Was The Wizard of Oz Cursed? The Truth Behind the Dark Stories About the Judy Garland Classic

Thursday marks 80 years since the Aug. 15, 1939, Hollywood premiere of the film classic The Wizard of Oz, the story of a tornado that hits Kansas and transports a young girl named Dorothy, played by Judy Garland, to a magical place called Oz, where she embarks on a journey to track down the wizard who can help her go home.

The Hollywood studio MGM had pulled out all of the stops for the movie, spending $3 million (about $55 million today), desperate to match the commercial success of Snow White and the Seven Dwarfs. And it worked: The film won two Academy Awards for its music — “Over the Rainbow” won best original song and made Judy Garland famous— in addition to earning nominations for best picture, best cinematography, art direction and special effects. Commercially speaking it made decent money when it was released, but made even more money after CBS aired it for the first time on Nov. 3, 1956.

By 1967, TIME could declare that it had become “the most popular single film property in the history of U.S. television.” The movie had made Garland a “national legend,” the magazine continued.

But despite its commercial success, The Wizard of Oz is seen by some as cursed. There were so many serious accidents on set that those Oscar-nominated special effects almost cost cast members their lives, from the two actors playing winged monkeys crashing to the ground when the wires that hoisted them up in the air broke, to the Wicked Witch of the West’s stunt double Betty Danko injuring her left leg when the broomstick exploded.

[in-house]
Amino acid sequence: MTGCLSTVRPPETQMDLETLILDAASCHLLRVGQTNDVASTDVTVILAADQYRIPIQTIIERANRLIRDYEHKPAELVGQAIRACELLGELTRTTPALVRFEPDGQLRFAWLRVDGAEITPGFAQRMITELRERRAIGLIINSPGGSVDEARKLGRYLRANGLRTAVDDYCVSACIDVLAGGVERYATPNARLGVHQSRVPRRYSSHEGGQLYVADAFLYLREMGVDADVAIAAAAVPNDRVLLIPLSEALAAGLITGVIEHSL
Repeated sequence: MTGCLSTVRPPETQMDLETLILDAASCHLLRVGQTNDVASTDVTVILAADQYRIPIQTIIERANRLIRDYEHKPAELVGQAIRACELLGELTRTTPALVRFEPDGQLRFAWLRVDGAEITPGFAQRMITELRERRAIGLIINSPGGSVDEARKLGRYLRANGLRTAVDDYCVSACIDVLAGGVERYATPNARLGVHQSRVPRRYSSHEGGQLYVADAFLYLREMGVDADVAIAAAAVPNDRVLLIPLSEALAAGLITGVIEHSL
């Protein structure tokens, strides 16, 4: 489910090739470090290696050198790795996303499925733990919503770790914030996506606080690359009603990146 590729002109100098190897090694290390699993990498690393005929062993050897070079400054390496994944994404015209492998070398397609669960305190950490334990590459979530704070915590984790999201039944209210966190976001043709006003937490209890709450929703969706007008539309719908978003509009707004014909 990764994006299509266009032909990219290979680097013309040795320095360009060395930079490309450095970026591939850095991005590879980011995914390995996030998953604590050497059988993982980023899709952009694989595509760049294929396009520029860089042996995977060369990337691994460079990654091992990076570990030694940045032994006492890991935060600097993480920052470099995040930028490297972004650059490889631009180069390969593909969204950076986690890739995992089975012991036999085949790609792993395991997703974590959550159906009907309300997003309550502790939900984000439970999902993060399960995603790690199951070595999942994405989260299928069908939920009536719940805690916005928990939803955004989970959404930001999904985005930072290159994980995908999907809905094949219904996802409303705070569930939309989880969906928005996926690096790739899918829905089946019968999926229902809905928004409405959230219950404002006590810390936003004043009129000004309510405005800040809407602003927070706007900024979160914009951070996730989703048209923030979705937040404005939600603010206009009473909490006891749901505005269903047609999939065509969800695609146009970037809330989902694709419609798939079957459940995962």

“Some of these special effects had never been done before,” says Aljean Harmetz, a former New York Times Hollywood correspondent who wrote The Making of The Wizard of Oz, which revealed the disastrous filmmaking process. “There were no unions, at that time. Stars and lesser players were indentured servants [for] studios.”

But not everything you may have heard about problems on the set is true. “I think it had a basis in truth and it was magnified,” says Anne Edwards, author of Judy Garland: A Biography.

Here’s what’s real and what’s myth in some of the most popular theories:

True: the makeup made actors sick

Buddy Ebsen was originally cast in the role of the Tin Woodman, a.k.a. the Tin Man, but he was essentially poisoned by the makeup, which was made of pure aluminum dust. Nine days after filming started he was hospitalized, sitting under an oxygen tent. When he was not getting better fast enough, the filmmakers hired Jack Haley to be the Tin Man instead. This time, instead of applying the aluminum powder, the makeup artists mixed it into a paste and painted it on him. He did develop an infection in his right eye that needed medical attention, but it ended up being treatable.

Margaret Hamilton — who played the Wicked Witch of the West and was the one tipped who Harmetz off to the …read more

Source:: Time – Entertainment

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